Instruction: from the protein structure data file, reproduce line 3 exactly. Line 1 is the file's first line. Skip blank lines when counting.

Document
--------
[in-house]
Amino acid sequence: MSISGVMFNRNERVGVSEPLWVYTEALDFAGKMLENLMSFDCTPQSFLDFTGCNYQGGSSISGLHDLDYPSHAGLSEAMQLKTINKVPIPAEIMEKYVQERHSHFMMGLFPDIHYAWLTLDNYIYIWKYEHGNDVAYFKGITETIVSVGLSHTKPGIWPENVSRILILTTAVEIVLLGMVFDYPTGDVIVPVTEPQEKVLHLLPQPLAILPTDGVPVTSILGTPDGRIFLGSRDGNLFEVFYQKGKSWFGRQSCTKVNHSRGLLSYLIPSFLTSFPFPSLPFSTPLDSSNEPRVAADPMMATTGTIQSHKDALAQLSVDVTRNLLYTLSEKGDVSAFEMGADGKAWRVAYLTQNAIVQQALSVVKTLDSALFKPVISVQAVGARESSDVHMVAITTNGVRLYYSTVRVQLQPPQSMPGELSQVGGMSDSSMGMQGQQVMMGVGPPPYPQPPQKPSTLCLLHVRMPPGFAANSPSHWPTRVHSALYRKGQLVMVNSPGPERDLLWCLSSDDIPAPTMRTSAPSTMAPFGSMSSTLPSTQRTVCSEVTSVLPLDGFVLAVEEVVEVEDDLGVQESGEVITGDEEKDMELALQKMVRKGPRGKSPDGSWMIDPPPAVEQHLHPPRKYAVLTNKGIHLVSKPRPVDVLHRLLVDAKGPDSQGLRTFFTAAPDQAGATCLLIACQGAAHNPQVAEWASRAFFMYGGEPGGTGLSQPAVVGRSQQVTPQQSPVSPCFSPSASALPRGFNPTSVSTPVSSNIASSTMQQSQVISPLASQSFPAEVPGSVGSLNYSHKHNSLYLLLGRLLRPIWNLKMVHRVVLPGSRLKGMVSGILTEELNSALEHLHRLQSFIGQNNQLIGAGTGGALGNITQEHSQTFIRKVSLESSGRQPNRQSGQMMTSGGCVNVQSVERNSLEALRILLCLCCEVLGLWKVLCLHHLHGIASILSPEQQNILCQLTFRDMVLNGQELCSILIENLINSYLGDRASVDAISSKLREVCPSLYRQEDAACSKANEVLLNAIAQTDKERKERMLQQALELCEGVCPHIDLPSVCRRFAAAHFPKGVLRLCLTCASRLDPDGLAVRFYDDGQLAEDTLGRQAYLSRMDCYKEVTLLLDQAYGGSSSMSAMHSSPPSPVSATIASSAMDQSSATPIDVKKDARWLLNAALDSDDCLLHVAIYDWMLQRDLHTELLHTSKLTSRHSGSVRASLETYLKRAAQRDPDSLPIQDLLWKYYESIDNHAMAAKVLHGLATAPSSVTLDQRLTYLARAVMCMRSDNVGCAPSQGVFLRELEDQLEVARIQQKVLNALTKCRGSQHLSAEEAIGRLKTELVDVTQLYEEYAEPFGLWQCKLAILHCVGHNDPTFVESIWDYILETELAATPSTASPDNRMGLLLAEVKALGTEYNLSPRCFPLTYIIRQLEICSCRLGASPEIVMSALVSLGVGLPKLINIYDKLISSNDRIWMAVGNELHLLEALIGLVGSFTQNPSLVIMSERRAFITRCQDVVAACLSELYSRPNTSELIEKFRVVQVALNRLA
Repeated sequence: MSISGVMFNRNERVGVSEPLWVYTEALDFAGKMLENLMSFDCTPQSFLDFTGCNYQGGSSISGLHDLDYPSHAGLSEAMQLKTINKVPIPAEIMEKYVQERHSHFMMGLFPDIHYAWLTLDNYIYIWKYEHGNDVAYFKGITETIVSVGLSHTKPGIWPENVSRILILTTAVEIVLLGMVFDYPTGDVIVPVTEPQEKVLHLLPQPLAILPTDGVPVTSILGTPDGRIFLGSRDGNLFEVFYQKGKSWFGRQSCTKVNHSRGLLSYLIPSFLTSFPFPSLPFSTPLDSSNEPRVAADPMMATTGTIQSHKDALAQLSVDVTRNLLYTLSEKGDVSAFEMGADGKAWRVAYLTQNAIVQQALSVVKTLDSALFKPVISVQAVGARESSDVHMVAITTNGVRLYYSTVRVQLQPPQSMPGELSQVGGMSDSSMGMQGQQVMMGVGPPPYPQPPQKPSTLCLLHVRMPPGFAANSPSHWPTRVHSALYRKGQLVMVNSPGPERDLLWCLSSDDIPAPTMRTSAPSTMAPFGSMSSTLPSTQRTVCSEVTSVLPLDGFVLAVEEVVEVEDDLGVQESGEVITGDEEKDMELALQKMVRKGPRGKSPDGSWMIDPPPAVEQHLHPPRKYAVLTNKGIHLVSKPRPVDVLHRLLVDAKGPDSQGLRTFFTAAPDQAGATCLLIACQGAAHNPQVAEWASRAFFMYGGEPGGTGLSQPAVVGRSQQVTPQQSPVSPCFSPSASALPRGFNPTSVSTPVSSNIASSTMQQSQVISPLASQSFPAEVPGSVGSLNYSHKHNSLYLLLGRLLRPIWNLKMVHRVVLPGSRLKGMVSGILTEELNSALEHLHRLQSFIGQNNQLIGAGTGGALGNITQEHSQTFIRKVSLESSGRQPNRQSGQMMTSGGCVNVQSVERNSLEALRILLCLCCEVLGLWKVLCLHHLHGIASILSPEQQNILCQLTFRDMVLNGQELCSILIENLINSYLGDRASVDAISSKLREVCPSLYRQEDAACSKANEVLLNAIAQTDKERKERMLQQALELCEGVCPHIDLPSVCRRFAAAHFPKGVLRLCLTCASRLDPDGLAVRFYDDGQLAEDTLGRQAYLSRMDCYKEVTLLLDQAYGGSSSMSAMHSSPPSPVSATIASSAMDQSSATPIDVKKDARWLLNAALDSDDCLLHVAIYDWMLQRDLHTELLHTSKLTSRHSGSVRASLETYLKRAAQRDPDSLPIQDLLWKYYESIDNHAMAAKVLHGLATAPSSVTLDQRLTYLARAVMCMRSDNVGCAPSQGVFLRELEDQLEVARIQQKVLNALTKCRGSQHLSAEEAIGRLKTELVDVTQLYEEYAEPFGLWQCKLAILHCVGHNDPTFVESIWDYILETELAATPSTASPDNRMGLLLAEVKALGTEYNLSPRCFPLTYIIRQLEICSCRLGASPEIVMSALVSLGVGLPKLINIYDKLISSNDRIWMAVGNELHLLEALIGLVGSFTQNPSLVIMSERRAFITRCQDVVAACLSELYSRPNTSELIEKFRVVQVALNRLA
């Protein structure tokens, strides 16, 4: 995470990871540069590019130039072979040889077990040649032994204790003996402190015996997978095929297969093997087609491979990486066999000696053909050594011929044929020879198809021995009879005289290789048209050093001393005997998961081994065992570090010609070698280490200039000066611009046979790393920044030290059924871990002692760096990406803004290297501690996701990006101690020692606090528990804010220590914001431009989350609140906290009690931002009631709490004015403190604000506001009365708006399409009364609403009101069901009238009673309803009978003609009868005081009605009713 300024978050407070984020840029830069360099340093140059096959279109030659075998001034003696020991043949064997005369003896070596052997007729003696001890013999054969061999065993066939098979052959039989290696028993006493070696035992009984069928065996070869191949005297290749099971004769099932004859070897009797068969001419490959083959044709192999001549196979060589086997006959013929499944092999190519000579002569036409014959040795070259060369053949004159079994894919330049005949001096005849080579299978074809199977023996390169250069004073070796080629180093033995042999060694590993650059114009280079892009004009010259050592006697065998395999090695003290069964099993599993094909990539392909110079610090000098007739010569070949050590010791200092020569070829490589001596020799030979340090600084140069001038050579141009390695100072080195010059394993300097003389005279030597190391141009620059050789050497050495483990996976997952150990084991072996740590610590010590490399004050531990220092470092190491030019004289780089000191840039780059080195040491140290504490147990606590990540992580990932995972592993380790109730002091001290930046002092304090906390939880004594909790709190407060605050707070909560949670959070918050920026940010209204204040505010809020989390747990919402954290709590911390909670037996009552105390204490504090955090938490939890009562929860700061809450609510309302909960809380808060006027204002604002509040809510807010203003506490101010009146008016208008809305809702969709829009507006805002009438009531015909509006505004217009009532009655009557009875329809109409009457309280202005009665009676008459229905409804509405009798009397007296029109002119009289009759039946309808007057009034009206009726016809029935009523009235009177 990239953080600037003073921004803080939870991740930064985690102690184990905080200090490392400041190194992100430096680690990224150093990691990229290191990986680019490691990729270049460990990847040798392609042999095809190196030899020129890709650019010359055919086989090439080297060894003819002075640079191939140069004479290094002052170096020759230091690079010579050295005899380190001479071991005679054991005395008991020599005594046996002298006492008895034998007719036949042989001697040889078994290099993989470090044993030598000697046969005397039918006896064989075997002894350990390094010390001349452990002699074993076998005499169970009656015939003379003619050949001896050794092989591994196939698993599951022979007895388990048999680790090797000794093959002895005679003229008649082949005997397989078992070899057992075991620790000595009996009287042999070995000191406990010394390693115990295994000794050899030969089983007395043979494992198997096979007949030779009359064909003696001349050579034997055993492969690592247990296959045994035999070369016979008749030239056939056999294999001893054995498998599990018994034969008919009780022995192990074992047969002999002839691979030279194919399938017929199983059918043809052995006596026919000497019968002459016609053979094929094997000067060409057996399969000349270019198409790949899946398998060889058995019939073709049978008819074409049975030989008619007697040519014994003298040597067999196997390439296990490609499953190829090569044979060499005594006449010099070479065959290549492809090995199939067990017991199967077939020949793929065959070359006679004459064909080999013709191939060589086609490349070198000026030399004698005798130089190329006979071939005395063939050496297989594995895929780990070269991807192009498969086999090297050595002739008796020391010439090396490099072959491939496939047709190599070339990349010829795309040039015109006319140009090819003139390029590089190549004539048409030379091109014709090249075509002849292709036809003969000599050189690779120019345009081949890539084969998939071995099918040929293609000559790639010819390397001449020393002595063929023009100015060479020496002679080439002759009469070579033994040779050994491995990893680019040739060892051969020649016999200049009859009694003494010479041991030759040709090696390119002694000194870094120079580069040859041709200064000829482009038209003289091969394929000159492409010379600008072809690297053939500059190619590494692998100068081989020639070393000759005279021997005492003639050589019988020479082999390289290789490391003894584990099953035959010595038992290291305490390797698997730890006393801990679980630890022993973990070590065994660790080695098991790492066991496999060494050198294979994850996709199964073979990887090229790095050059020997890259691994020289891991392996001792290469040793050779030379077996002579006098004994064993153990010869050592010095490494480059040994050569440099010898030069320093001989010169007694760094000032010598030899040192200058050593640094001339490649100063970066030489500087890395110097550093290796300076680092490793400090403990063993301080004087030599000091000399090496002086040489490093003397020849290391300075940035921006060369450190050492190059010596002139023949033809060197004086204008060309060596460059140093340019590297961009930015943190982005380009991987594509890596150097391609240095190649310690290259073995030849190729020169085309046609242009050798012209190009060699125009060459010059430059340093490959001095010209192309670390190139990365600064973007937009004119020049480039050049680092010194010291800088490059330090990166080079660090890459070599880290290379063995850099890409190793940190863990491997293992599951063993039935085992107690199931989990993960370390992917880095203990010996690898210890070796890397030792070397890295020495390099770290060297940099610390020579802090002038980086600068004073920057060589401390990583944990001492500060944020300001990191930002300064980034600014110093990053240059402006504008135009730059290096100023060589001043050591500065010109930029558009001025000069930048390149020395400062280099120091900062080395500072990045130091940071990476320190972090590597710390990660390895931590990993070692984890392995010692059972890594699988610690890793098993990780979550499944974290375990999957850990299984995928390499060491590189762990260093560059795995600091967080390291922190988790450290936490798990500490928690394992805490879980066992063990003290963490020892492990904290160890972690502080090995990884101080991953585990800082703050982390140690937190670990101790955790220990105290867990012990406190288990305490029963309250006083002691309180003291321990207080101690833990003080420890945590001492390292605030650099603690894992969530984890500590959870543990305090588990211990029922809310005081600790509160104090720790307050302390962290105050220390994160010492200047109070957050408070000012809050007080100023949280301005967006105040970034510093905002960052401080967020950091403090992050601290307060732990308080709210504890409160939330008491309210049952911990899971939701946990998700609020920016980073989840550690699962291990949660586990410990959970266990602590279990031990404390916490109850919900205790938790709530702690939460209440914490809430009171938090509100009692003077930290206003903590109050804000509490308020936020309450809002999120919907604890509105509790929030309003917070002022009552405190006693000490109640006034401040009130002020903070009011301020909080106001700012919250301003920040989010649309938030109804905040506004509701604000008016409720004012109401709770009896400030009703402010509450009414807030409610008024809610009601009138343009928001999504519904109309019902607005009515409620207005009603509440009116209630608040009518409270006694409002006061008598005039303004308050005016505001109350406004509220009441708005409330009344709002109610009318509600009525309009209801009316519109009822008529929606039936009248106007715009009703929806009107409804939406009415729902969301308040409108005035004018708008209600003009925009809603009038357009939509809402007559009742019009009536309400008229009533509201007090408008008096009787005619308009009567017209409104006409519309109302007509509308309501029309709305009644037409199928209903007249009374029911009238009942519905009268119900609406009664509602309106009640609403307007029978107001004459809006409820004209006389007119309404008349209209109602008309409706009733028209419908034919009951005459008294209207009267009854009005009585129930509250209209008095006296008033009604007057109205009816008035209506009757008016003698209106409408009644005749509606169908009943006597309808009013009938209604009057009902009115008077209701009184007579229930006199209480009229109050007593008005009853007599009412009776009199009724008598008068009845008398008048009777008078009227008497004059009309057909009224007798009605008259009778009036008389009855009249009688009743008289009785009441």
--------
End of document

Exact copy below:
Repeated sequence: MSISGVMFNRNERVGVSEPLWVYTEALDFAGKMLENLMSFDCTPQSFLDFTGCNYQGGSSISGLHDLDYPSHAGLSEAMQLKTINKVPIPAEIMEKYVQERHSHFMMGLFPDIHYAWLTLDNYIYIWKYEHGNDVAYFKGITETIVSVGLSHTKPGIWPENVSRILILTTAVEIVLLGMVFDYPTGDVIVPVTEPQEKVLHLLPQPLAILPTDGVPVTSILGTPDGRIFLGSRDGNLFEVFYQKGKSWFGRQSCTKVNHSRGLLSYLIPSFLTSFPFPSLPFSTPLDSSNEPRVAADPMMATTGTIQSHKDALAQLSVDVTRNLLYTLSEKGDVSAFEMGADGKAWRVAYLTQNAIVQQALSVVKTLDSALFKPVISVQAVGARESSDVHMVAITTNGVRLYYSTVRVQLQPPQSMPGELSQVGGMSDSSMGMQGQQVMMGVGPPPYPQPPQKPSTLCLLHVRMPPGFAANSPSHWPTRVHSALYRKGQLVMVNSPGPERDLLWCLSSDDIPAPTMRTSAPSTMAPFGSMSSTLPSTQRTVCSEVTSVLPLDGFVLAVEEVVEVEDDLGVQESGEVITGDEEKDMELALQKMVRKGPRGKSPDGSWMIDPPPAVEQHLHPPRKYAVLTNKGIHLVSKPRPVDVLHRLLVDAKGPDSQGLRTFFTAAPDQAGATCLLIACQGAAHNPQVAEWASRAFFMYGGEPGGTGLSQPAVVGRSQQVTPQQSPVSPCFSPSASALPRGFNPTSVSTPVSSNIASSTMQQSQVISPLASQSFPAEVPGSVGSLNYSHKHNSLYLLLGRLLRPIWNLKMVHRVVLPGSRLKGMVSGILTEELNSALEHLHRLQSFIGQNNQLIGAGTGGALGNITQEHSQTFIRKVSLESSGRQPNRQSGQMMTSGGCVNVQSVERNSLEALRILLCLCCEVLGLWKVLCLHHLHGIASILSPEQQNILCQLTFRDMVLNGQELCSILIENLINSYLGDRASVDAISSKLREVCPSLYRQEDAACSKANEVLLNAIAQTDKERKERMLQQALELCEGVCPHIDLPSVCRRFAAAHFPKGVLRLCLTCASRLDPDGLAVRFYDDGQLAEDTLGRQAYLSRMDCYKEVTLLLDQAYGGSSSMSAMHSSPPSPVSATIASSAMDQSSATPIDVKKDARWLLNAALDSDDCLLHVAIYDWMLQRDLHTELLHTSKLTSRHSGSVRASLETYLKRAAQRDPDSLPIQDLLWKYYESIDNHAMAAKVLHGLATAPSSVTLDQRLTYLARAVMCMRSDNVGCAPSQGVFLRELEDQLEVARIQQKVLNALTKCRGSQHLSAEEAIGRLKTELVDVTQLYEEYAEPFGLWQCKLAILHCVGHNDPTFVESIWDYILETELAATPSTASPDNRMGLLLAEVKALGTEYNLSPRCFPLTYIIRQLEICSCRLGASPEIVMSALVSLGVGLPKLINIYDKLISSNDRIWMAVGNELHLLEALIGLVGSFTQNPSLVIMSERRAFITRCQDVVAACLSELYSRPNTSELIEKFRVVQVALNRLA